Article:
Culture Minister Miri Regev (Likud) decided on Tuesday, June 16, to freeze state funding for the al-Midan Arabic-language theatre. For months, the Haifa theatre has been staging the controversial play A Parallel Time. Earlier this month, Education Minister Naftali Bennett (HaBayit HaYehudi) removed the play from the educational culture stipend, stating that Israeli school-children should not “be exposed to a play that sympathizes with a terrorist and certainly not at the expense of the state.”
Dan Yakir, the legal advisor to the Association for Civil Rights in Israel, sent a letter on behalf of the association to Regev on Tuesday, stating the decision to revoke funding from the al-Midan Theatre and the Jerusalem International Film Festival based on the subject matter of their presentations poses “serious harm to artistic freedom of expression.” Attorney Yakir claimed in his letter that while both the play A Parallel Time and the film Beyond the Fear deal with sensitive matters, they do not cross the line of inciting to violence or racism, and therefore the ministry should not interfere. “The culture minister is not the commissar of culture and the Culture Ministry is not the culture censor. The role of the Culture Ministry is to support culture and art, and not to strangle it,” he wrote. Yakir also contended in his letter that the public has the right to be exposed to different types of art.
“Israeli artists feel threatened in recent weeks, with their freedom of creativity and freedom of expression under constant attack,” wrote Yakir, adding, “While the artists are in the forefront of the matter, this is a threat against the entire Israeli democracy.”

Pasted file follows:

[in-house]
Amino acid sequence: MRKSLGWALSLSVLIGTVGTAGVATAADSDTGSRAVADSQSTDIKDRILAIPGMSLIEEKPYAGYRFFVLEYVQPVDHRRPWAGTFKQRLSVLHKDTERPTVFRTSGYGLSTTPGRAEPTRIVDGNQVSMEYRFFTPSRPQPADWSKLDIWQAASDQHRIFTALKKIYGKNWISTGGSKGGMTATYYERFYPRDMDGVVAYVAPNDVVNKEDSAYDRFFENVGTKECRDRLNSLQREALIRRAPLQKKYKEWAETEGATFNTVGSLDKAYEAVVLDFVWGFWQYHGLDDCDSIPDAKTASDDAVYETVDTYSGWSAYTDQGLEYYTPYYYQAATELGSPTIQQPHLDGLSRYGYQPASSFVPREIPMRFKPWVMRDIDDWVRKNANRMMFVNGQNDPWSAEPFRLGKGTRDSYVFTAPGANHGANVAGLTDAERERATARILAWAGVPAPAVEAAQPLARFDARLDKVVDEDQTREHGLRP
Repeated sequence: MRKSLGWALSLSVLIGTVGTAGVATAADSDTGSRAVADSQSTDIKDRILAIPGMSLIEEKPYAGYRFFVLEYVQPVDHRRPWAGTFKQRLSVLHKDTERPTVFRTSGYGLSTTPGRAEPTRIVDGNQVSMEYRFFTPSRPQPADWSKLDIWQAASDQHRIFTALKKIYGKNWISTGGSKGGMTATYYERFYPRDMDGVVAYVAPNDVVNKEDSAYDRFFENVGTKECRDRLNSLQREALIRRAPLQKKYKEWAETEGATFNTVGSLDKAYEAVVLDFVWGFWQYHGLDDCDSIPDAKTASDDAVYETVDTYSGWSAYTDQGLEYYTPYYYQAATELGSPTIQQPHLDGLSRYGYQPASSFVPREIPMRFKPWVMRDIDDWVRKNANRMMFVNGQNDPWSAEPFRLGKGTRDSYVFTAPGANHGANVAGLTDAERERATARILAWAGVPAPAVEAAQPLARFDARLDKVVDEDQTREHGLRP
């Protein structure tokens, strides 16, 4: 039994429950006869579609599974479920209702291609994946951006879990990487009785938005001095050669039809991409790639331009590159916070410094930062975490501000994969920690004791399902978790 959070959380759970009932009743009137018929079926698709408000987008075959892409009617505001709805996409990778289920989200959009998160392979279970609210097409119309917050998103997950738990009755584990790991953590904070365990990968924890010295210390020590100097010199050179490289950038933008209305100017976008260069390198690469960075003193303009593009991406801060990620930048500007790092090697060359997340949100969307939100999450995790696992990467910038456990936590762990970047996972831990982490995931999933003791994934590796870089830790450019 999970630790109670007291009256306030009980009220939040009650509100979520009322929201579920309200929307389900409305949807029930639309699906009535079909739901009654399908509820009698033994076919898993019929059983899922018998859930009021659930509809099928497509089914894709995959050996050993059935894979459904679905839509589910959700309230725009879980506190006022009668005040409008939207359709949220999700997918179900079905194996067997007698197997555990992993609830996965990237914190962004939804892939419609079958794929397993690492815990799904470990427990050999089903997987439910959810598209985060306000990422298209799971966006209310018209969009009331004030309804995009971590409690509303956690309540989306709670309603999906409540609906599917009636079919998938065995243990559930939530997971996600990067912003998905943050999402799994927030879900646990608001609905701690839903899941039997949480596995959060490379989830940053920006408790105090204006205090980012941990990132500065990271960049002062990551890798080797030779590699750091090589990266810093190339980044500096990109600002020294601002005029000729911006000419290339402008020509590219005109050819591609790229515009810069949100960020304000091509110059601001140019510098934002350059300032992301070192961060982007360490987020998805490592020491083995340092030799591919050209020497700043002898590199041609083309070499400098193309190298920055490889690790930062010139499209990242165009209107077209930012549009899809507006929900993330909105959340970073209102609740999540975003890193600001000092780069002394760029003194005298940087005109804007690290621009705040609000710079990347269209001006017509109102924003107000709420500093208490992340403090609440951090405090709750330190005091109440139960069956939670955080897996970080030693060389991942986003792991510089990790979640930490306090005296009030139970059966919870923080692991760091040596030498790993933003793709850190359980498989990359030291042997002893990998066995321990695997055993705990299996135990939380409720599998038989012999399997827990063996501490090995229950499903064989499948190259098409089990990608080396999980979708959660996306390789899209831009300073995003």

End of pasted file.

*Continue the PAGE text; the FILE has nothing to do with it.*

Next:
The Joint List also responded angrily to Regev’s decision, in a letter to her on Tuesday, maintaining that “an attempt to punish an entity for taking a different narrative from the dominant one is a destructive, cruel, and inappropriate step.” The statement said the role of art is to hold a mirror up to society and to bring conflicts to the forefront. It also claimed that this decision not only harms the individual artists who wish to act according to their consciences and beliefs, but is also an attack upon “the collective right of Arabs in this country to express their historical-cultural narrative – a right that is enshrined in international law.” The Joint List’s letter went on to say: “Your decision is an improper use of your position for political censorship and cultural control from ideological motives… We demand that you immediately rescind this decision and refrain from any future intervention in cultural and artistic works, and that you continue to support the [Al-Midan] theatre and even increase the support it receives.”